The Supreme Court on Tuesday asked the Centre to spell out steps taken for installing CCTV cameras inside courtrooms across the country, saying there is no issue of privacy involved in it.
A bench of Justices Adarsh Kumar Goel and U U Lalit told Additional Solicitor General Pinky Anand not to "prolong" it as installing cameras in trial courts and tribunals would result in "discipline and security".
Appearing for the Centre, Anand submitted that the sanction of funds in terms of the apex court's judicial directions were under way. She said the Department of Justice was working on its modalities. She sought time to file a status report by Thursday.
Dealing with a plea by Pradyuman Bisht, the bench said, "This is not a case of privacy. We don't need privacy here. Judges don't need privacy in court proceedings. Nothing private is happening here. We all are sitting in front of you."
"Don't delay it. This step is in larger public interest, discipline and security. You file the report by November 23," the bench said. The court also cited a recent sting operation in Patna, purportedly showing staff in Patna courts assuring orders on payment of money.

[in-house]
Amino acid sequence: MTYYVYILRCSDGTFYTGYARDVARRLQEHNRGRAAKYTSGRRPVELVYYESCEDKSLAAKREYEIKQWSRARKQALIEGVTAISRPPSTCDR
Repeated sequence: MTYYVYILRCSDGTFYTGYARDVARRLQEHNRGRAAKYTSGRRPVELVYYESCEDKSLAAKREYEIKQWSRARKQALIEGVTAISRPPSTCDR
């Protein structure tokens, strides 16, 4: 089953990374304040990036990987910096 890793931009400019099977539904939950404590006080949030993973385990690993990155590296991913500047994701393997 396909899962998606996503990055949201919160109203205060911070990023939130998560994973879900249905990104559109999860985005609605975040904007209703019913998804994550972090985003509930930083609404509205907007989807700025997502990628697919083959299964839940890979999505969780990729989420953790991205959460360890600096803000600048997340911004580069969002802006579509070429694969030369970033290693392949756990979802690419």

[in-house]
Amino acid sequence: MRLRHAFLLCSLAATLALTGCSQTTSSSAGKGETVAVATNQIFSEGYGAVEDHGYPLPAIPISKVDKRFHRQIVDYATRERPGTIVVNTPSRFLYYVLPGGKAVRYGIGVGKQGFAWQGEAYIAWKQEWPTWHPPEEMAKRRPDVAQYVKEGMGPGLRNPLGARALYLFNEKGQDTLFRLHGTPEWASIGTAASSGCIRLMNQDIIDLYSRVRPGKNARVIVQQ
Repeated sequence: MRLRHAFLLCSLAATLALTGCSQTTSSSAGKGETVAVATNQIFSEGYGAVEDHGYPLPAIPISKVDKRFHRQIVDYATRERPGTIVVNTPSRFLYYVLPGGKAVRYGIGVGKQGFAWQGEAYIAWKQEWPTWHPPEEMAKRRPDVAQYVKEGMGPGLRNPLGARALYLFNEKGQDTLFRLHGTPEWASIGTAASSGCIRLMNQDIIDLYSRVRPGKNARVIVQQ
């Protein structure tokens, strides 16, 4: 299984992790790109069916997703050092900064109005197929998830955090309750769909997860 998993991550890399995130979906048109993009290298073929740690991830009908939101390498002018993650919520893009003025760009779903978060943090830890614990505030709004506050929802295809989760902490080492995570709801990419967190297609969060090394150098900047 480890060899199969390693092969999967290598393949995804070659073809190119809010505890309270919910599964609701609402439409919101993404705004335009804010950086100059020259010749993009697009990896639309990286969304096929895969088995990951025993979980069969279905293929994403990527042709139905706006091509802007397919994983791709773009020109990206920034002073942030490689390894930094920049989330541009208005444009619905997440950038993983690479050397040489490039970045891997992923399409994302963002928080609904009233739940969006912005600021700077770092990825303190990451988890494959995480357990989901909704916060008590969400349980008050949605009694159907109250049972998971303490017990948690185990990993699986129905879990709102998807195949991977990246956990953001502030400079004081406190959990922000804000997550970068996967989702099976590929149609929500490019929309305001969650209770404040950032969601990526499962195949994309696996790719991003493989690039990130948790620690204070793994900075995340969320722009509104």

The top court had in August ordered for initiating the process for installing CCTV cameras in trial courts and tribunals across the country. This would be useful to achieve the objective of a transparent judicial system, it had said.
It is time that every word uttered during the proceedings could be recorded, the court said.
The court had asked all 24 high courts to initiate the process of installing CCTV cameras inside courtrooms. It also noted that the proceedings in the US courts were recorded and were available on YouTube.
However, the court said the recordings would not be available under the Right to Information Act.
Out of 24 high courts, 12 are complying with the directions, the Centre had earlier said.